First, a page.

We examined whether this real-world incentive policy changed online opinion about companies. Just as in our lab experiment, we found the distribution of online reviews left voluntarily differed markedly from those left by users who were given an incentive to leave reviews. The distribution of voluntary reviews was significantly more extreme — with many more positive and negative opinions of companies — than the more moderate distribution of incentivized reviews. Both in controlled experiments and in a real-world business setting our research shows that providing monetary and pro-social incentives can lead to more balanced and representative online reviews.
Why Online Views Matter
Correcting bias in online reviews can sway important decisions in our economy. Imagine a job seeker deciding between a similar job in two industries, such as consulting versus advertising. Our research shows that the ranking of industries in terms of online ratings often flips based on whether reviews are left voluntarily or in response to an incentive. For example, job seekers relying only on polarized voluntary reviews may believe consulting is a less desirable industry than advertising, when a more balanced set of incentivized reviews offers the opposite conclusion. In this way, biases in the distribution of online reviews can affect real-world economic decisions by distorting the information consumers, job seekers, and investors rely on.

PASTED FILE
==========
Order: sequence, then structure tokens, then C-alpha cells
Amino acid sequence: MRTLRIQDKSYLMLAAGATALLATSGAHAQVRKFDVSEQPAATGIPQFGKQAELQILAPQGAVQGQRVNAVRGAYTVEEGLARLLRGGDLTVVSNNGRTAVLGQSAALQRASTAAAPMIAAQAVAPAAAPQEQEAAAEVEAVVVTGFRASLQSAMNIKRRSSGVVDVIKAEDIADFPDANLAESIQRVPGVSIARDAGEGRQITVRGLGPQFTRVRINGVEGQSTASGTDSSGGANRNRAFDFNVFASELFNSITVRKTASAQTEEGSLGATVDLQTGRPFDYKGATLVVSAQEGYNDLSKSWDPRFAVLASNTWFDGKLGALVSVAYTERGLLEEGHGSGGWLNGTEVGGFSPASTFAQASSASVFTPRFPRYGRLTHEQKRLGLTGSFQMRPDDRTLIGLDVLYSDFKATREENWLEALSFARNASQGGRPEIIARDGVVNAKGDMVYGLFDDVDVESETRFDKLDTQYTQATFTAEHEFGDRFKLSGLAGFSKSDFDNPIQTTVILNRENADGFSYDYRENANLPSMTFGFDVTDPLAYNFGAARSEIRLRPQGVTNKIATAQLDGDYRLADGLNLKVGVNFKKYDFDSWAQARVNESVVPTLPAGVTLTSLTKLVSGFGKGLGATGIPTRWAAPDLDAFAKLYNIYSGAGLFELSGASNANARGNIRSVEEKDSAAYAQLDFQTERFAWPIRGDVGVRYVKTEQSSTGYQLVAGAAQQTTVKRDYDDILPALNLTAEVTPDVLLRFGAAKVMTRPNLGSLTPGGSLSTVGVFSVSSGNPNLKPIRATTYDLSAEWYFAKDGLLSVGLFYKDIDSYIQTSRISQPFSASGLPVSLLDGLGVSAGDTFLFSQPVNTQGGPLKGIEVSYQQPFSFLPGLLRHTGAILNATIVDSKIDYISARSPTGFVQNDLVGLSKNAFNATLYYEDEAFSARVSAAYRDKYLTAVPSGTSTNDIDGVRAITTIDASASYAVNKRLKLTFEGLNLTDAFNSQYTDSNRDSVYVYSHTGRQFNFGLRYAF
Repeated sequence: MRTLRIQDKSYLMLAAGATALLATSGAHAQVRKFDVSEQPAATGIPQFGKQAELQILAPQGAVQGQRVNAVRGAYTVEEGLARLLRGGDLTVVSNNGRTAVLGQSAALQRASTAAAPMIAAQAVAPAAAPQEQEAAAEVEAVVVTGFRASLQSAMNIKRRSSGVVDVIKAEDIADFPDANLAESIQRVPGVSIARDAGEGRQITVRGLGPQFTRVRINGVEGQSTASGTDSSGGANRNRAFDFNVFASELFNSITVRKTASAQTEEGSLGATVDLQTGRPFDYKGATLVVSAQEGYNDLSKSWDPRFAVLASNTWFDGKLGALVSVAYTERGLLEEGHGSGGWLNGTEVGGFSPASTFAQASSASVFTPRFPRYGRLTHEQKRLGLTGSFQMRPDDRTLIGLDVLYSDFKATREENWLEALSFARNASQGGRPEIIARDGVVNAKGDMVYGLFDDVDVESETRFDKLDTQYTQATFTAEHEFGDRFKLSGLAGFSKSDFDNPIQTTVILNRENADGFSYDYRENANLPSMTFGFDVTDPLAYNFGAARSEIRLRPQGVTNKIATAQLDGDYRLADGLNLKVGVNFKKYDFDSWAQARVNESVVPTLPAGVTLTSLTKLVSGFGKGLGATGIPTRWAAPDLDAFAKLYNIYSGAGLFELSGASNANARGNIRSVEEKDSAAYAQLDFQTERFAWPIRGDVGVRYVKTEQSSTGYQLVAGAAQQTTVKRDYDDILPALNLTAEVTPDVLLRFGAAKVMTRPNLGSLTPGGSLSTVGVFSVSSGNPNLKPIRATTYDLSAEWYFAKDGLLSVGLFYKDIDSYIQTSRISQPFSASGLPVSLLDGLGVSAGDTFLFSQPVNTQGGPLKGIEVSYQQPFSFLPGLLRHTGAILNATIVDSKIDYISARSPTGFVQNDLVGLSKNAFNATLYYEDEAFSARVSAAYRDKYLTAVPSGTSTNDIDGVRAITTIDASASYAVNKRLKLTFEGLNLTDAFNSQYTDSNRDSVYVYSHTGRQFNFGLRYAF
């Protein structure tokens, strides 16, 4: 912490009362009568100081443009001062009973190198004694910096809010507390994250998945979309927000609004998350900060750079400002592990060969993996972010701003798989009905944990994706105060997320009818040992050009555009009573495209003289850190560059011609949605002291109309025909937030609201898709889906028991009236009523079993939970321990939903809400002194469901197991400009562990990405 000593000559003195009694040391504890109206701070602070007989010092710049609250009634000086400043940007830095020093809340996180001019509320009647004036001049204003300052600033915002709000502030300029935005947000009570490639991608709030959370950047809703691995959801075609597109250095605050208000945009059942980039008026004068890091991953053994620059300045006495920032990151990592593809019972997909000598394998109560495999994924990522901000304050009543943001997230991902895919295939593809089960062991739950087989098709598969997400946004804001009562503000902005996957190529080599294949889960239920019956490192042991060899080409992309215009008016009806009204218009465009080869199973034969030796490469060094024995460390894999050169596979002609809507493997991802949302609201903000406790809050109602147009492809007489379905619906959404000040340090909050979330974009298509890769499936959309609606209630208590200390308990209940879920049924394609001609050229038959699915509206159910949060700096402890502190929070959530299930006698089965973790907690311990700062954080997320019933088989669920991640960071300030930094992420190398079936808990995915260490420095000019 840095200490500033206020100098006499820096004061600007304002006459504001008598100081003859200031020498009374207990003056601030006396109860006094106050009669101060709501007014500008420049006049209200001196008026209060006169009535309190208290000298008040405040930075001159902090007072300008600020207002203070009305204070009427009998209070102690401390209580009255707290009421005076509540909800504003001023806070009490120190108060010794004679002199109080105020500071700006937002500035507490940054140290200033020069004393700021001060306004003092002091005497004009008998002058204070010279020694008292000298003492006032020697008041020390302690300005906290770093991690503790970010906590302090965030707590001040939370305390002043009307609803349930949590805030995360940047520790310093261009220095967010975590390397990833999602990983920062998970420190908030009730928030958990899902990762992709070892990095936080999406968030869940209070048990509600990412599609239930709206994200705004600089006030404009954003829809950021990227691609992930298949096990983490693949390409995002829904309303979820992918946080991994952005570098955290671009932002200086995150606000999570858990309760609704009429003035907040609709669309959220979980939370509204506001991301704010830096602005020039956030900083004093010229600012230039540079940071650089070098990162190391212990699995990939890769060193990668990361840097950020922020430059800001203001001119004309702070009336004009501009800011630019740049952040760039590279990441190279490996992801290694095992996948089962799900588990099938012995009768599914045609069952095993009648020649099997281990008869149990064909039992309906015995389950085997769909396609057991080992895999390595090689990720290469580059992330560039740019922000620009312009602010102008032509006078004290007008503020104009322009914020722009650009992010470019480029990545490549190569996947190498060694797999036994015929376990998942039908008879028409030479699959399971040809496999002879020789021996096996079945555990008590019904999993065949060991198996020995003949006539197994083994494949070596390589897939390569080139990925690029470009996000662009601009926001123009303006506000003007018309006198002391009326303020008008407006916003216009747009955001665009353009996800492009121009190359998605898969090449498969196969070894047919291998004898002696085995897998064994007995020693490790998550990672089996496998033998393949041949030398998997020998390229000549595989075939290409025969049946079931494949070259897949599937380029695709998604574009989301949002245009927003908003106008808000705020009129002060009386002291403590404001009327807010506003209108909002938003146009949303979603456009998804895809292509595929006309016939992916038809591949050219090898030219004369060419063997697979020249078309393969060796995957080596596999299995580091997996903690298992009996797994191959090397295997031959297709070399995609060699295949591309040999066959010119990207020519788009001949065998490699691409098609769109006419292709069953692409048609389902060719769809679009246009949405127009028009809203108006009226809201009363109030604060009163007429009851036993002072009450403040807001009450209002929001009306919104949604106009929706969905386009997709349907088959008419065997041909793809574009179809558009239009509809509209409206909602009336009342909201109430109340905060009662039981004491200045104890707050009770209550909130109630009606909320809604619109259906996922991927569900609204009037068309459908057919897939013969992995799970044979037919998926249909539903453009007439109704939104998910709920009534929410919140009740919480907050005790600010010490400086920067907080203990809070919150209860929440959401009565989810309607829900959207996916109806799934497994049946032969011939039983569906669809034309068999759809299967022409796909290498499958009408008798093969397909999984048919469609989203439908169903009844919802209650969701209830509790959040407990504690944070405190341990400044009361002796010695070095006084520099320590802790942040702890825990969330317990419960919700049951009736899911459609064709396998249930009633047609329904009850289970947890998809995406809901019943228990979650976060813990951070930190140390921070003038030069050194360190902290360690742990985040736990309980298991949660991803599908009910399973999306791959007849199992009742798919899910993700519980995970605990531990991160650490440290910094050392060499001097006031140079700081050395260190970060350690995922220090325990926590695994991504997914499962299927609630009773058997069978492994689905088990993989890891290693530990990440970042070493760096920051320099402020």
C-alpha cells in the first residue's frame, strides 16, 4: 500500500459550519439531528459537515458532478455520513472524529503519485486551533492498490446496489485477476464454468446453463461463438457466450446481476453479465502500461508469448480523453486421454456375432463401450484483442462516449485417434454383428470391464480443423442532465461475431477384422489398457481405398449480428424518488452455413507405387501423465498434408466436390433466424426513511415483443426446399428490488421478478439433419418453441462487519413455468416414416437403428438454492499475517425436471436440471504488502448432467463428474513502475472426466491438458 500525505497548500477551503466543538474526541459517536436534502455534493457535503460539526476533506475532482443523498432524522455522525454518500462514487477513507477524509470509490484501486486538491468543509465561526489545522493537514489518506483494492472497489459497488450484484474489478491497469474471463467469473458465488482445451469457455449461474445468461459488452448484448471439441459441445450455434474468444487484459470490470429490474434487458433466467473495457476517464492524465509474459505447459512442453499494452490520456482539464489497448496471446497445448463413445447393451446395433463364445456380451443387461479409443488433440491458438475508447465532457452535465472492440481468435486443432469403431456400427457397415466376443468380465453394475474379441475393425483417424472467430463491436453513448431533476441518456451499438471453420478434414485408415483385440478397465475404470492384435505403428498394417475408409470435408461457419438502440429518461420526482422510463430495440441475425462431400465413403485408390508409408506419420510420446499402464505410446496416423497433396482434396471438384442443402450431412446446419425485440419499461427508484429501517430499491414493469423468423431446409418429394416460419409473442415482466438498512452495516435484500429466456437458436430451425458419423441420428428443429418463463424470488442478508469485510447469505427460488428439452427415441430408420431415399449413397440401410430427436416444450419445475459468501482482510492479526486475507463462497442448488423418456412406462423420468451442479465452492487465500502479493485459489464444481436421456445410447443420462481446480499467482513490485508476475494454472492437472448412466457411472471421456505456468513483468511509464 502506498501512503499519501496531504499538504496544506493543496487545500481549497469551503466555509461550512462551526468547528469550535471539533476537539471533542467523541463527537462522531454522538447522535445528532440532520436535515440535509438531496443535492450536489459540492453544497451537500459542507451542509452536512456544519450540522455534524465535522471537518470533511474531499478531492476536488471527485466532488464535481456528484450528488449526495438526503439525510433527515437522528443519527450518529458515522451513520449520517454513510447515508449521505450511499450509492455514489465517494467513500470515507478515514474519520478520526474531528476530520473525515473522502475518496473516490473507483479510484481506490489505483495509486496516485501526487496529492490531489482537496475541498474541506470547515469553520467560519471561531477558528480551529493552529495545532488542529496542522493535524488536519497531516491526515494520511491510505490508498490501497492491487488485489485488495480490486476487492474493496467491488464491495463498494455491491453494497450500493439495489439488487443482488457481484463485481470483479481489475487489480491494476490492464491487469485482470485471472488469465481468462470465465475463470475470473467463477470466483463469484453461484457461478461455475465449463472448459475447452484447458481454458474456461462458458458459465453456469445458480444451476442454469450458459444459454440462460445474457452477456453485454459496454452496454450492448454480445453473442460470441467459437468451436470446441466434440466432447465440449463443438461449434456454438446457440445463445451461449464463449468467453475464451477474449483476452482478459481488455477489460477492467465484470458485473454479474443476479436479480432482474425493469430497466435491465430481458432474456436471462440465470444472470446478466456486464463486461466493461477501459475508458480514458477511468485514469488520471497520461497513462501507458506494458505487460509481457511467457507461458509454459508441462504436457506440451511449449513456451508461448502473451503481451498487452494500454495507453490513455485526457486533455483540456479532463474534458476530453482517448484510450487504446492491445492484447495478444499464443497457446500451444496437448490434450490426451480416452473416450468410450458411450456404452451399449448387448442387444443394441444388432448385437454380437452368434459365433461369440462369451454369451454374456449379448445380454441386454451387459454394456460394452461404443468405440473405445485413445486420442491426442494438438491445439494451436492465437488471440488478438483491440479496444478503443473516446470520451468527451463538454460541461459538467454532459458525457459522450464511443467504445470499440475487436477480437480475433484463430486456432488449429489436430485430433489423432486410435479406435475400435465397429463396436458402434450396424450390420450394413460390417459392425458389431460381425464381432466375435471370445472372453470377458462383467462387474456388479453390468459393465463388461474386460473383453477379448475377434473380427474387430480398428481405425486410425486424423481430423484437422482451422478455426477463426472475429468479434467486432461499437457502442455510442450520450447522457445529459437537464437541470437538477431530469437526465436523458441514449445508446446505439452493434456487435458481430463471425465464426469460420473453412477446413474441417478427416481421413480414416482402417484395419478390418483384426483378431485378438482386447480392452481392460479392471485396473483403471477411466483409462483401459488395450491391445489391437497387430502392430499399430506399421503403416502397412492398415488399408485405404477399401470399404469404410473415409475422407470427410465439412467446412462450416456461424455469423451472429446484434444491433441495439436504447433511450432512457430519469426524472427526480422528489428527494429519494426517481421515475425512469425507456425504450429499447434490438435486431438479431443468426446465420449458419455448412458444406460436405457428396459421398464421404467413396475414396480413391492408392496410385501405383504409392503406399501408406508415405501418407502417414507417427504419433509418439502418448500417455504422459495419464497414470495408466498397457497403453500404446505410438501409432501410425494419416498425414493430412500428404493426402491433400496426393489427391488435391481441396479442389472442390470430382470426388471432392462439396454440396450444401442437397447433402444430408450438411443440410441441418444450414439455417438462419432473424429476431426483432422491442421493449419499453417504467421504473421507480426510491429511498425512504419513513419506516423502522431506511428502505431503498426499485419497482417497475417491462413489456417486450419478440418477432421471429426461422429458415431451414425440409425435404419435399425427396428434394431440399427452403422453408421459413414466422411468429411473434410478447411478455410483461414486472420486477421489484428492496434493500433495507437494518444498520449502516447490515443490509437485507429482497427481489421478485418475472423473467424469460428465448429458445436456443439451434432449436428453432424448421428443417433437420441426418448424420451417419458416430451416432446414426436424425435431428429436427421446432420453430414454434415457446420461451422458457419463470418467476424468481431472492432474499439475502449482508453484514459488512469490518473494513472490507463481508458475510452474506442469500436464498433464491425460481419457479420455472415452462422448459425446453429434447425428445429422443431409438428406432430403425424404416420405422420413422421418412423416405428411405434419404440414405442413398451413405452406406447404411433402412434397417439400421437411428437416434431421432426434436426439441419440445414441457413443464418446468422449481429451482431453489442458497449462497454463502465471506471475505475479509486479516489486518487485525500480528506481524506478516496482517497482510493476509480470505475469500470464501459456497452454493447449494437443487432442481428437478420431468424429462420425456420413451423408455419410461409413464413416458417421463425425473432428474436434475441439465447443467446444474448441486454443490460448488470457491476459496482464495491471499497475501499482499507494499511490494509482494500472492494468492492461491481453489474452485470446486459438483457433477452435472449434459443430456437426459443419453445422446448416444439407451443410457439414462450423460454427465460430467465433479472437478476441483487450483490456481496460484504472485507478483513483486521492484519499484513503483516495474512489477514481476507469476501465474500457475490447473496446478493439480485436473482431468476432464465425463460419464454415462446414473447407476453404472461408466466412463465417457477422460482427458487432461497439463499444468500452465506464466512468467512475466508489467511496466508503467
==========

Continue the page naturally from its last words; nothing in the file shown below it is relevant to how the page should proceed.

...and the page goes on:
Online reviews are a powerful tool for sharing information at scale. But it’s important to remember the source — many online reviews today are from those who’ve voluntarily decided to share opinions, giving a distorted view of products, services and companies.
Our research offers hope for making online opinion-based reviews more socially useful. Using relatively inexpensive incentives, our research shows online platforms can dramatically reduce bias and encourage more moderate voices to join the online conversation. Online reviews are a fundamentally social endeavor. Simply reminding individuals of the pro-social benefits they provide by sharing opinions online can have a powerful impact on their willingness to leave online reviews and improve the usefulness of today’s ubiquitous online review platforms.